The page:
Richard M. Eastgate

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People with High-Functioning Autism, or Asperger’s Syndrome (AS), are characterised by significantly impaired social understanding. Virtual environments may provide the ideal method for social skills training because many of the confusing inputs in ‘real world’ interactions can be removed. This paper outlines the rationale and methodology of the AS(More)
Asperger’s Syndrome (AS) falls at the high functioning end of the autistic spectrum and is characterised by average or above average intelligence, obsessive interests in specific topics and adherence to routines. There may also be marked deficiencies in social skills, non-verbal communication, abstract thought processes, theory of mind, executive(More)
PURPOSE The conventional patching/occlusion treatment for amblyopia sometimes gives disappointing results for a number of reasons: it is unpopular, prolonged, frequently resulting in poor or noncompliance, and also disrupts fusion. The aim of this research was to develop a novel virtual-reality (VR)-based display system that facilitates the treatment of(More)
BACKGROUND We have developed a novel application of adapted virtual reality (VR) technology, for the binocular treatment of amblyopia. We describe the use of the system in six children. METHODS Subjects consisted of three conventional treatment 'failures' and three conventional treatment 'refusers', with a mean age of 6.25 years (5.42-7.75 years).(More)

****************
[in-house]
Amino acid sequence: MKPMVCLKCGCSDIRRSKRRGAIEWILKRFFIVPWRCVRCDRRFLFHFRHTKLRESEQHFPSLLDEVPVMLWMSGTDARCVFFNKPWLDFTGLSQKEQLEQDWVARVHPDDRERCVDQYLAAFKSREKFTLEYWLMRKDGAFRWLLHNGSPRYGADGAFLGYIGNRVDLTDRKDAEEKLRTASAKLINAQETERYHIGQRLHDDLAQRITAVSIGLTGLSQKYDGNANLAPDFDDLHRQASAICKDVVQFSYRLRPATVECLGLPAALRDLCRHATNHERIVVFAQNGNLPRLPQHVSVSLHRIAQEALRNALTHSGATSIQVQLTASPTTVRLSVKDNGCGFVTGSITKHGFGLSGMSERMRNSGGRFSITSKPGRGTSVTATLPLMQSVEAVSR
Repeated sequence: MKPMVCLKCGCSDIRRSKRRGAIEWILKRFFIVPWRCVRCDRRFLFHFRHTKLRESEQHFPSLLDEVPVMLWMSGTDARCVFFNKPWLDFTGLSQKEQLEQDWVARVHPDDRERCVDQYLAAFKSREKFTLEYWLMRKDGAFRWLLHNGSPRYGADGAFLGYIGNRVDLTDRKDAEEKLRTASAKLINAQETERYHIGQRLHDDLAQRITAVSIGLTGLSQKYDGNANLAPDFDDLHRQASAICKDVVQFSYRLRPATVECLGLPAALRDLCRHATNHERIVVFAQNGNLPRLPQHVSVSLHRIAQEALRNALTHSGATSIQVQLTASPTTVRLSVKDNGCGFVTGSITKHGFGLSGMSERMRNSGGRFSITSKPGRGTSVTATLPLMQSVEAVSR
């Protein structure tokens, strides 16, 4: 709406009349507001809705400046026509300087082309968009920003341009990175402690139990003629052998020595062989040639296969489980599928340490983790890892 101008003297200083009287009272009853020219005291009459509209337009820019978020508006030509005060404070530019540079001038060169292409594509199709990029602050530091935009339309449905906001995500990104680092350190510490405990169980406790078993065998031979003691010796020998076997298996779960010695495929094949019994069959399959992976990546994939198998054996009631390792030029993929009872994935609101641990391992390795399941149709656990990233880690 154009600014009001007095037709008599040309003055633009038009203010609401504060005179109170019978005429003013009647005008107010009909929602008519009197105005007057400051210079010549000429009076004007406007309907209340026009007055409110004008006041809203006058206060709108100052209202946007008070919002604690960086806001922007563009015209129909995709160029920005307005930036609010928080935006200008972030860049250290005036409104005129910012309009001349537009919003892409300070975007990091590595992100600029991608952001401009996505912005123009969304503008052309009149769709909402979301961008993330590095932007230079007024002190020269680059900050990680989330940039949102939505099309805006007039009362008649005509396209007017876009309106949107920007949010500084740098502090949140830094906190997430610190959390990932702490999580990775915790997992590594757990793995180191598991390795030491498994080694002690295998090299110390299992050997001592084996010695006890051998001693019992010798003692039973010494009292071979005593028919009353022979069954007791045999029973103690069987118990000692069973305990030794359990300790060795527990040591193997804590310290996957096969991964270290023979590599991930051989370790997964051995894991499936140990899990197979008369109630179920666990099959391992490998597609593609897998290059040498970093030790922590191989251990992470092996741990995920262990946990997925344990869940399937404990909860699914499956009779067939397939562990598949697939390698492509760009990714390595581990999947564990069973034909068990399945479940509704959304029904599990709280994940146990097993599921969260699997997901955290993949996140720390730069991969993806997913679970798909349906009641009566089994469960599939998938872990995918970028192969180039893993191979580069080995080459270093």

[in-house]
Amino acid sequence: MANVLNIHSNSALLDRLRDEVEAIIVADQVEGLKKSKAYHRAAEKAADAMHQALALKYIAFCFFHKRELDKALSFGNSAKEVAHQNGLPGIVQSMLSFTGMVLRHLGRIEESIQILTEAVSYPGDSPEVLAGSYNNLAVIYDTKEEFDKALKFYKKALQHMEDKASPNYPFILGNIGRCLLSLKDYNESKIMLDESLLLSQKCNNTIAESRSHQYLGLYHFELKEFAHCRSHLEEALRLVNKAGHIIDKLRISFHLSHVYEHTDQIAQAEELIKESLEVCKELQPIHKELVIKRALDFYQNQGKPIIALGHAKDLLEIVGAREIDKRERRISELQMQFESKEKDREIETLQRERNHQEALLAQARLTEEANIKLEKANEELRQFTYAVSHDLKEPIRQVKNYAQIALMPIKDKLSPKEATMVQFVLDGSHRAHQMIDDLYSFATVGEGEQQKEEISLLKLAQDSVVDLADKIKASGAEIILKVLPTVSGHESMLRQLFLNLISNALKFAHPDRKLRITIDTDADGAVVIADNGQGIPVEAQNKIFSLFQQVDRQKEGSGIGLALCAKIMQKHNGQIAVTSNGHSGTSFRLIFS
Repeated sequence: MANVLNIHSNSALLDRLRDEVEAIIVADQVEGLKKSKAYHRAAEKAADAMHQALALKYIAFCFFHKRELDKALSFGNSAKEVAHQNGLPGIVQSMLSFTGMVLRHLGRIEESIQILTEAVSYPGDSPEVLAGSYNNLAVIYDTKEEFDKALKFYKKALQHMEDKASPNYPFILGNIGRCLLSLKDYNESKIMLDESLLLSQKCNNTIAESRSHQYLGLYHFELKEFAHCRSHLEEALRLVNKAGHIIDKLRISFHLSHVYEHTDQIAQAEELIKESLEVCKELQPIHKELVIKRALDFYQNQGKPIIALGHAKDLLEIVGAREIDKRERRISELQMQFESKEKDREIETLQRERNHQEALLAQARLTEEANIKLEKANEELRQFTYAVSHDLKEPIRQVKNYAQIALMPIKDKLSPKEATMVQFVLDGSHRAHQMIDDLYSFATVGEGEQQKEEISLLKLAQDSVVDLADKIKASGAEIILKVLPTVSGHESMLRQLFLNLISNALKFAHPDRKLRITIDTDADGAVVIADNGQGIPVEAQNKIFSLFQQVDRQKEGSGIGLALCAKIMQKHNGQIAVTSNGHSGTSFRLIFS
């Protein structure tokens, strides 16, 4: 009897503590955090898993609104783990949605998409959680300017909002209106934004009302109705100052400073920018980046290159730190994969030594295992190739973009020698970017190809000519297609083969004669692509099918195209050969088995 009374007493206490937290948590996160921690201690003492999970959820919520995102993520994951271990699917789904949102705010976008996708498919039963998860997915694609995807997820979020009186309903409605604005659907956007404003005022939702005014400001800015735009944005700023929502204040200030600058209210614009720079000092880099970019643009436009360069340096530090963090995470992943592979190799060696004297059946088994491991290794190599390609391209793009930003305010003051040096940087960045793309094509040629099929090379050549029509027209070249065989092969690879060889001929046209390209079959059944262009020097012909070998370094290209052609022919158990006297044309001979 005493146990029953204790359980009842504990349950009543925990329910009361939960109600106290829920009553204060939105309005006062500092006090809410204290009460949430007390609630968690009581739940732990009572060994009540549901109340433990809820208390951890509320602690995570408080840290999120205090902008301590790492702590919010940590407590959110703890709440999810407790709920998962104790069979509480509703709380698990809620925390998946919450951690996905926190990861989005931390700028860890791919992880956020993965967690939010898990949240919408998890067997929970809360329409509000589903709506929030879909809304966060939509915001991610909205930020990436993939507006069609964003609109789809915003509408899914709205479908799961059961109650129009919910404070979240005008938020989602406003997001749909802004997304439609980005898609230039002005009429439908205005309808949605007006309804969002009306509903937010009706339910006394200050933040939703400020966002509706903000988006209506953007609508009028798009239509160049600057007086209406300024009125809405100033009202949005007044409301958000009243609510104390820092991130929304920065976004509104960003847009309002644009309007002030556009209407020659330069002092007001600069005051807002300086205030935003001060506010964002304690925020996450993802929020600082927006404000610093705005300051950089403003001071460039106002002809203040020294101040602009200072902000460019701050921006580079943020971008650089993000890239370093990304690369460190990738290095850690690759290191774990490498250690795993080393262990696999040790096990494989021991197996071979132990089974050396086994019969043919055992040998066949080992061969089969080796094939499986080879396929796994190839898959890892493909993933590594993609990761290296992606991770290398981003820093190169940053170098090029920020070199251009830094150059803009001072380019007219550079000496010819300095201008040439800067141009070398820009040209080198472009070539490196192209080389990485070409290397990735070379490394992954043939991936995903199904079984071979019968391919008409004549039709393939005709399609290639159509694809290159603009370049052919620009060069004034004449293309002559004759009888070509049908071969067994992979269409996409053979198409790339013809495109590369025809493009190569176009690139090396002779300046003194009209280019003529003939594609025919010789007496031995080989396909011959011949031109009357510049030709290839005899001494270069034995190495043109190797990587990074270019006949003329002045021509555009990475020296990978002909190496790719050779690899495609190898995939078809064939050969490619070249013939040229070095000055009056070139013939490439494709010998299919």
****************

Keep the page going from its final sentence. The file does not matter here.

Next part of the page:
Previous studies have examined the use of virtual environments (VEs) for stroke and similar rehabilitation. To be of real benefit it is essential that skills (re-)learned within a VE transfer to corresponding real-world situations. Many tasks have been developed in VEs, but few have shown effective transfer of training. We believe that, by softening the(More)
BACKGROUND Traditional treatment of amblyopia involves either wearing a patch or atropine penalisation of the better eye. A new treatment is being developed on the basis of virtual reality technology allowing either DVD footage or computer games which present a common background to both eyes and the foreground, containing the imagery of interest, only to(More)
PURPOSE A computer-based interactive binocular treatment system (I-BiT) for amblyopia has been developed, which utilises commercially available 3D 'shutter glasses'. The purpose of this pilot study was to report the effect of treatment on visual acuity (VA) in children with amblyopia. METHODS Thirty minutes of I-BiT treatment was given once weekly for 6(More)
Amblyopia, or ‘lazy eye’, is currently treated by wearing an adhesive patch over the nonamblyopic eye for several hours per day, over a period of many months. Non-compliance with patch wearing is a significant problem. Our multi-displinary team involved clinicians and technologists to investigate the application of VR technology in a novel way. We devised a(More)